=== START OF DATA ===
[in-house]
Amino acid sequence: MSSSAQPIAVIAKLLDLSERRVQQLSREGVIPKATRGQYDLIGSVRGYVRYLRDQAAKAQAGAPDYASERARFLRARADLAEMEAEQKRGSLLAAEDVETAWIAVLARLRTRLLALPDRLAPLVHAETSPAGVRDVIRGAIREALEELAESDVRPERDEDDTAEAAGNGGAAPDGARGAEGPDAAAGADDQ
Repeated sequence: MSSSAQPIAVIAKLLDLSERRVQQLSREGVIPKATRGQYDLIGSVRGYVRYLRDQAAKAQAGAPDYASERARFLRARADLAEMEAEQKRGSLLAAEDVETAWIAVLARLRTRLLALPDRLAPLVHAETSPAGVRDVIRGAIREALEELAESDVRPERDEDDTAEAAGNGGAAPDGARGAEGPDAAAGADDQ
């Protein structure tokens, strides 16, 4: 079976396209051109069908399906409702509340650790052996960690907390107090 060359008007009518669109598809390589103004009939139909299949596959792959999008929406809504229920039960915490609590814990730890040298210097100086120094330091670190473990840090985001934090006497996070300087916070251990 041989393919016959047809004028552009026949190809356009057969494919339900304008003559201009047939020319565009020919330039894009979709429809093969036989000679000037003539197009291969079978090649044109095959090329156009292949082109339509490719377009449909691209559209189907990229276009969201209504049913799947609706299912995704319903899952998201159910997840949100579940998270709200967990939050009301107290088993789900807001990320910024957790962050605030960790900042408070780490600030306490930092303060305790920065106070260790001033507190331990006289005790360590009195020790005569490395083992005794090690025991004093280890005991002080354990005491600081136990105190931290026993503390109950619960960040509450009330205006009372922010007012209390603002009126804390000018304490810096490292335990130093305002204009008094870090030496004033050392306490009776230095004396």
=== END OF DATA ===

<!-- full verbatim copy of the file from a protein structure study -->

[in-house]
Amino acid sequence: MSSSAQPIAVIAKLLDLSERRVQQLSREGVIPKATRGQYDLIGSVRGYVRYLRDQAAKAQAGAPDYASERARFLRARADLAEMEAEQKRGSLLAAEDVETAWIAVLARLRTRLLALPDRLAPLVHAETSPAGVRDVIRGAIREALEELAESDVRPERDEDDTAEAAGNGGAAPDGARGAEGPDAAAGADDQ
Repeated sequence: MSSSAQPIAVIAKLLDLSERRVQQLSREGVIPKATRGQYDLIGSVRGYVRYLRDQAAKAQAGAPDYASERARFLRARADLAEMEAEQKRGSLLAAEDVETAWIAVLARLRTRLLALPDRLAPLVHAETSPAGVRDVIRGAIREALEELAESDVRPERDEDDTAEAAGNGGAAPDGARGAEGPDAAAGADDQ
């Protein structure tokens, strides 16, 4: 079976396209051109069908399906409702509340650790052996960690907390107090 060359008007009518669109598809390589103004009939139909299949596959792959999008929406809504229920039960915490609590814990730890040298210097100086120094330091670190473990840090985001934090006497996070300087916070251990 041989393919016959047809004028552009026949190809356009057969494919339900304008003559201009047939020319565009020919330039894009979709429809093969036989000679000037003539197009291969079978090649044109095959090329156009292949082109339509490719377009449909691209559209189907990229276009969201209504049913799947609706299912995704319903899952998201159910997840949100579940998270709200967990939050009301107290088993789900807001990320910024957790962050605030960790900042408070780490600030306490930092303060305790920065106070260790001033507190331990006289005790360590009195020790005569490395083992005794090690025991004093280890005991002080354990005491600081136990105190931290026993503390109950619960960040509450009330205006009372922010007012209390603002009126804390000018304490810096490292335990130093305002204009008094870090030496004033050392306490009776230095004396």